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What is Black History Month and is it for everyone?
It’s Black History Month in Belgium, with the whole of March dedicated to black history, culture and community. It’s the fourth edition of the event, which takes place fully online this year through the work of chapters spread throughout the country.
There are many aspects to be discussed, debated and celebrated, and one of the biggest is simple recognition. “Black people have been in Belgium for decades, and we have contributed to the cultural creation and social discourse that makes this country what it is,” says Eric Cyuzuzo, one of the programmers. “This is something people don’t know about and have a lot of misconceptions about. So we thought it was good to celebrate achievements but also the things that we experience and that we go through.”
While many countries have a Black History Month, they are not all organised the same way. Being black in America (where Black History Month originated 50 years ago) is not the same as being black in Europe, for instance.
“I love this whole Pan-African approach to looking at how blackness affects us all,” says Cyuzuzo, who lives in Brussels. But, he cautions, “we cannot think of the US, the Caribbean and South America in the same way we think of Belgium. The US and these other places are settler colonies. The settlers brought black people in, and they have now been there for centuries. With Belgium, the enslavement happened on the continent, the propaganda was brought here to create an image of blackness, and so the way we approach that is very different.”
Eric Cyuzuzo ©Kamilia Sain
Black Americans see themselves only as Americans, usually having no idea from where their ancestors originated – and white Americans tend to have this view as well. “But here we know what country we come from,” says Cyuzuzo. “I came here from Rwanda, for instance. It’s this link to the continent that is the difference.”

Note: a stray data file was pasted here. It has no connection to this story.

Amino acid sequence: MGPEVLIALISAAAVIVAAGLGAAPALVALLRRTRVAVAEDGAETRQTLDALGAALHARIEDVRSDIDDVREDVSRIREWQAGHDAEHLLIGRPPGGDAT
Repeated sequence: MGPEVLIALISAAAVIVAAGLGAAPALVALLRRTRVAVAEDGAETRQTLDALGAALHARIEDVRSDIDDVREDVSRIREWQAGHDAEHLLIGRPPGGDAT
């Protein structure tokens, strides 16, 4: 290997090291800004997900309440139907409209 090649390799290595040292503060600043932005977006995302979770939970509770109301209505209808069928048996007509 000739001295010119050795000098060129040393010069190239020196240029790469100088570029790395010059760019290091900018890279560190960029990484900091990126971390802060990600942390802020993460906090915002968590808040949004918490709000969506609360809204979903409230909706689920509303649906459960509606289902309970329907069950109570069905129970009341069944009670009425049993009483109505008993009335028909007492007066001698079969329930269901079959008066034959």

And this largely determines how racism plays out in Belgium compared to settler colonies. White people in Belgium tend to see black people as foreigners. “Very much so!” exclaims Cyuzuzo.
The 28-year-old came to Belgium when he was six. “I have very strong connections to my culture and to my people. But at the end of the day, I’ve been here nearly 22 years. I speak the languages, I’ve been to the schools. I don’t know what would make anybody more or less Belgian than I am.”
That’s even more true for the black people who were born here, he continues. “I don’t see how they are different from white kids. You are born here, you go to school here. If this is what defines your ‘Belgianness’, then yes, they are just as Belgian as anyone else. But there is this thing that makes black people always be seen as outsiders.”
The Black Lives Matter protest brought 10,000 people to Place Poelaert last June
While the idea of a multicultural society might make some people nervous, it was inevitable, Cyuzuzo explains. “With colonialism and enslavement, you reap what you sew, and that is multiculturalism in your country. People tend to emigrate to the country that colonised their homeland. Belgium created a common history and a common past, so when we end up here, we are just as entitled to this place as anyone else. Trying to make us feel like outsiders and foreigners and intruders is laughable to me.”
Black History Month in Belgium originated in Antwerp and has spread out from there, with organisers working on programming across Flanders and in Brussels. This year, they wanted to expand into Wallonia, but the coronavirus crisis postponed that goal.
Talks and debates can take place in English, French or Dutch, but most of what was programmed by the Brussels team is in English. “If everyone on the panel can speak English, we try to do that because it’s the language that reflects the reality of Brussels the most,” explains Cyuzuzo. “And especially with online events, we can put them out into the world, and everybody else can have access to it. I think this will be a lot of rich content for people outside of Belgium, for the whole world to learn more about the realities of Belgium.”
And that includes white people, insists Cyuzuzo. While some activities are particularly aimed at black participants, most of the programme is open to everyone. “Don’t have the impression that you don’t have to take part because it’s for them,” he says, “because then you’re not hearing the conversations about a system that you have more power, collectively, to change and to adapt. Come and listen and see what you can get from it.”